Finding yourself released from a job can be a shock, and it can leave you with a great deal of uncertainty. Severance packages protect the legal interests of your employer; they also give you a level of protection while you take the next steps in your career and life. But what happens if you need to negotiate your severance? In what circumstances does this make sense, and how do you go about the process?
When to Consider Negotiating Your Severance Package
Receiving a severance package can make you feel all sorts of things – angry, frustrated, undervalued, happy, excited, and a whole host of other emotions. Take a deep breath and carefully think about your next steps. You do not have to accept the severance package initially offered by your employer. Depending on a host of factors, it may be in your best interest to negotiate before you sign.
This is why seeking legal counsel is important, even if you believe an offer is “fair.” An employment lawyer can review your severance package and determine if it meets the conditions of the law and that compensation (e.g. payouts, benefits, PTO, etc.) is appropriate for your unique situation.
You may consider negotiating your severance package if:
- Your lawyer advises that the settlement offer is too low or unreasonable given the applicable laws<
- There are concerns about your ability to obtain new employment and/or with how long that process could take
- There are issues related to discrimination, harassment, bullying, and/or employment standard violations (e.g. not being paid overtime)
- There are other elements that have not been accounted for in the severance package
What to Expect in a Severance Negotiation
Typically, you will go back to your employer with a counterproposal. An employment lawyer can draft a letter for you, detail the issues with the severance offer, and explain why it is unreasonable given your circumstances. It will also set forward what they determine is an appropriate severance package.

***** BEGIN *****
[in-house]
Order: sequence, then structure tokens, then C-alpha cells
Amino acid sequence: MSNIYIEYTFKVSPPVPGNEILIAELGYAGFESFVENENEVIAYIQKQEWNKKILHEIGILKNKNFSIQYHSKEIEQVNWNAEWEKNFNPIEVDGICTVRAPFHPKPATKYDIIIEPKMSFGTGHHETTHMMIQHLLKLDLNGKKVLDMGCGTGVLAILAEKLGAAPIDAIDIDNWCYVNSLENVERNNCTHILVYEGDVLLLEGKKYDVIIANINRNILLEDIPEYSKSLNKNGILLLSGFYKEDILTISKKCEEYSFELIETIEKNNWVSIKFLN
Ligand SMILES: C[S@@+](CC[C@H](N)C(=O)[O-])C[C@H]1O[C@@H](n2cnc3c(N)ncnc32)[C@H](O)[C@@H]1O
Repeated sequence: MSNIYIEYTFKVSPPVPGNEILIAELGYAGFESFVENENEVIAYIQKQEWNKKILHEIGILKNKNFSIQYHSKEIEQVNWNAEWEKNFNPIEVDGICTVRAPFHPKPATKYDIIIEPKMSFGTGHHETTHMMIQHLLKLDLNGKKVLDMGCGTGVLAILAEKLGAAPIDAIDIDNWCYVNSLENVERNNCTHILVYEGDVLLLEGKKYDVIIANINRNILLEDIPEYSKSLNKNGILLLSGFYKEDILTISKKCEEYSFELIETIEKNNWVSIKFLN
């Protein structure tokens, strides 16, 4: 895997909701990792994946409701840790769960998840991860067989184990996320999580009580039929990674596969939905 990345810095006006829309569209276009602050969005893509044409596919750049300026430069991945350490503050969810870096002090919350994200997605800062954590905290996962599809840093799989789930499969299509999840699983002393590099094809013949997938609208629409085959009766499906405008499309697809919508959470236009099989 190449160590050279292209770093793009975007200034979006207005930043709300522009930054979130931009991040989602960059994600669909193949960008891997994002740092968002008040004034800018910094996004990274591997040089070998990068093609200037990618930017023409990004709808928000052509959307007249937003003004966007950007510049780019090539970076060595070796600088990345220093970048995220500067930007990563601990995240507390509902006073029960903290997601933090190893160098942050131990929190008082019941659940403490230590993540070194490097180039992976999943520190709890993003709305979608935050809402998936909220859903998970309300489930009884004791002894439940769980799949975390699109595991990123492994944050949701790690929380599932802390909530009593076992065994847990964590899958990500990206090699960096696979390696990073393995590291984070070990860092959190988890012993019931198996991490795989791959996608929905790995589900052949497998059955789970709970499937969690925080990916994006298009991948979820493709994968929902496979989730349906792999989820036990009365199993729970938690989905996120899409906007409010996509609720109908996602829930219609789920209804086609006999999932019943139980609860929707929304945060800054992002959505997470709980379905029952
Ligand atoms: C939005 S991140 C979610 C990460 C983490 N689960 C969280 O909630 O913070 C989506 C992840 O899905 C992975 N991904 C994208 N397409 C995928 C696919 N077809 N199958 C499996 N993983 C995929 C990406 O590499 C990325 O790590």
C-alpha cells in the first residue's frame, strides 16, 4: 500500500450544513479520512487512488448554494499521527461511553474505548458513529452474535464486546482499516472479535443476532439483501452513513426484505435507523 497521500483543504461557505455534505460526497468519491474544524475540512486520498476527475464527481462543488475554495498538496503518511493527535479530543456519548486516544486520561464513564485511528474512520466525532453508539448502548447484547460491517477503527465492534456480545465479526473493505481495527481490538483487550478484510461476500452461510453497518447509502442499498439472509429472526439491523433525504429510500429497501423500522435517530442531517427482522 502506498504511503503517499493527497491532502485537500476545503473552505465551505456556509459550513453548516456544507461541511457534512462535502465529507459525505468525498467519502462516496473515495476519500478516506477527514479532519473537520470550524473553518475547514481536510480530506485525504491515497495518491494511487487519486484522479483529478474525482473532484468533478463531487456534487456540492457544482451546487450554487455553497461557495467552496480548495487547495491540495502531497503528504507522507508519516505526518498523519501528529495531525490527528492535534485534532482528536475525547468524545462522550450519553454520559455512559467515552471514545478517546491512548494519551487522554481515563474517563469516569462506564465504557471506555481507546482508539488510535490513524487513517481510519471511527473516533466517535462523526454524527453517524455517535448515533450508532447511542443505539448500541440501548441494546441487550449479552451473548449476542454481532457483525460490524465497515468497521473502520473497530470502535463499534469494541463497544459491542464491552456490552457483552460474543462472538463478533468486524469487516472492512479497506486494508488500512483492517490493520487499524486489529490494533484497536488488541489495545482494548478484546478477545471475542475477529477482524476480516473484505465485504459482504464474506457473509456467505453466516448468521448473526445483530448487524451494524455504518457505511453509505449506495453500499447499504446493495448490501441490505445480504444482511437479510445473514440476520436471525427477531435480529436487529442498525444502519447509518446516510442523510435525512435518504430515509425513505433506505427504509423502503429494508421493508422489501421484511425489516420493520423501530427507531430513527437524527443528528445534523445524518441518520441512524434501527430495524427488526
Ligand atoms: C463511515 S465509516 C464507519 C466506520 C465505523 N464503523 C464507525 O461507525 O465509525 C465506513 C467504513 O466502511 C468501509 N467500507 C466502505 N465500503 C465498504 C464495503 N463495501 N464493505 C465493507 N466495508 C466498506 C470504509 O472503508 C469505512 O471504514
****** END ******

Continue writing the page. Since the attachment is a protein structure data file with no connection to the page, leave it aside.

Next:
Severance negotiation involves you, and your lawyer if you have retained one, a representative of your employer (e.g. HR head), and the employer’s lawyer, if they have retained one. People often picture a contentious courtroom-style process. Typically, though, the lawyers send letters or call each other to work out the details and, ultimately, reach a resolution.
How long will it take? It depends. We know this is a frustrating answer, but a variety of factors play a role. How far apart are your positions? How long does it take one party to respond to the other? How complex is the situation? All of these influence the timeline.
Avoiding Common Severance Negotiation Mistakes
When it comes to negotiating severance packages, people can make a number of missteps, such as:
- Not basing your ask on reason. When you are terminated, it can feel as though your employer owes you. And, to some extent, that is true. At the same time, your counter proposal must be based on reason. It is common for people to ask for far too much, and the law does not support that.
- Focusing on issues that are not relevant to the severance package. Employment issues are people issues, and there are a lot of personal issues that come along with termination. “Why did I get let go and the boss’s best friend didn’t? I’ve worked here longer! This isn’t fair.” It is hard to acknowledge that just because something is unfair does not necessarily mean it is unlawful. It is important to set aside the personal issues and focus on the legal issues involved in severance.
- Not negotiating when you should.
Your employer may have handed you a severance package that was not appropriate for your circumstances. If an offer is too low or does not provide you with the entitlements it should, it is a mistake not to negotiate.
- Not having a lawyer review the severance offer. It is difficult to know if an offer is too low, if it fully complies with the applicable laws, and if you are owed more extensive or additional entitlements. Bonuses, pensions, letters of reference, and other issues are highly complex — and constantly evolving! An employment lawyer keeps abreast of the latest changes in the law and can help you determine if the offer you’ve received is appropriate.
Severance is a complicated, nuanced area of the law; seeking counsel can set your mind at ease, reassuring you that you are receiving an appropriate package. And if not, your employment lawyer can negotiate on your behalf for the entitlements that law affords you.